Welcome to Jackie…
Meet JACKIE WARBURTON, the new gardening writer for “CityNews”.
Mother to two adult children, she loves caravanning, cooking, mosaics, model trains… and gardening!
“I have my own garden in Oxley, in Tuggeranong, and I am a registered horticulturist. Over the past 10 years my husband Bret and I have run our own garden-maintenance business called Terra Solarus,” she says.
“In my own garden I grow lots of cacti and succulents but also conifers, vegetables, fruit trees, natives and a cottage garden – a bit of everything on a standard suburban block and most, if not all, cuttings from other gardens.
“It’s a lovely seasonal garden all year round, a little house on a big block. I also keep chooks and my number one cat Mindi.
“Over the years I have been the president of the cactus and succulent society and helped co-ordinate the plant fairs at Lanyon Homestead a few years back with Open Gardens Australia.
“I am a member of many garden clubs in Canberra and give talks and presentations to regional garden clubs as well.
“I am currently studying Landscape Design and on the National Council for the Australian Institute of Horticulture and a student member of the Australian Institute of Landscape Designers and Managers.”
She takes over from Cedric Bryant, our much-loved gardening guru for more than a decade who has stood down because of ill health.
Here’s Jackie’s first column…
Rain brings a strong start to spring
THE cold Canberra winter is gone and, with good rainfall over the last few months, it has given the soil a good start for the growing season.
Although spring begins in September, the blossoms and bulbs are out, the soil is too cold for planting. We still have cold winds and frosts until at least early November so hold off a little longer for planting most things into the garden.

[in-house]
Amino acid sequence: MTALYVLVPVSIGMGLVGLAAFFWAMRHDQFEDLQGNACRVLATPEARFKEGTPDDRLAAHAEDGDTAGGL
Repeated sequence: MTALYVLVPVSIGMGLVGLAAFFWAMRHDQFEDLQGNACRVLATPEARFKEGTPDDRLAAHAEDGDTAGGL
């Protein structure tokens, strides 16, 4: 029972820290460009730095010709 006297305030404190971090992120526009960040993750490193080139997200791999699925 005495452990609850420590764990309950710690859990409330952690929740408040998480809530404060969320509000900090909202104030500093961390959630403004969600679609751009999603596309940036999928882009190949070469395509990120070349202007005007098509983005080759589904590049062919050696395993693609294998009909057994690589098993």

Soil preparation can be done now with organic matter and manures dug over in the garden beds where any spring planting will be.
The moist weather has also brought a lot of weeds as well and it is important to get them out before they self-seed. They can be disposed of into the green bin for collection, fed to ducks, chooks or steeped in a bucket of water for a few weeks with a lid to break down. This liquid can be diluted to a weak tea and used on the garden as a fertiliser.
By now all the pome fruit trees – fruit trees that have seeds – that are dormant should have been trimmed (apples, pears, quinces etcetera). The fruit trees that have stones such as cherries, apricots and plums get pruned in the warmer months and after fruit has ripened and been picked.
NOW is the time to have a look at what seeds can be started in punnets in the glasshouse or placed on a sunny window sill to be ready for planting out in about four to five weeks.
If there are any old packets of seeds in the garden shed, put the seeds in a glass of water to see if they are viable. If they sink, they should be viable. If they float or don’t feel full, throw them out and start again. Different seeds have varying shelf life and a little research with the seeds that you have will help you decide if they are worth trying to grow. Growing ornamental and edible plants at home from seed is a very cost-effective way of getting lots of plants for very little money and not to mention the satisfaction of growing something from seed to plate.
THERE is a lot of flowering in the garden this month and many scented bulbs such as erlicheer and jonquils are putting on a show. These flowers can be picked and placed in a vase to permeate their scent throughout the house.
Camellias have put on quite a show with the extra rain we’ve had and will need a good prune just after flowering has finished and before the buds have formed for next year’s growth.
There are a lot of camellias to choose from at the nursery and there is plenty of stock this time of year with double flowering and single. The colour range is also vast and there is always a camellia for the right place whether it is full sun, shade, in a pot or grown just for its beauty. Although camellias are slow growing, they really are a classic addition to any Canberra garden.
Jobs to do this month
- Final pruning of roses except for banksia roses.
- Spray all fruit trees with a fungicide to protect them from peach leaf curl, apple scab and quince fleck.
- Don’t prune any frost-damaged leaves until all frosts have gone.
- Dead head and tidy spent perennials in the garden.
- Mulch with any good organic mulch.
- Fertilise with manures in the garden bed. Cow manure is particularly good for roses and if using chicken manure make sure it is old as it can be too rich around some plants.
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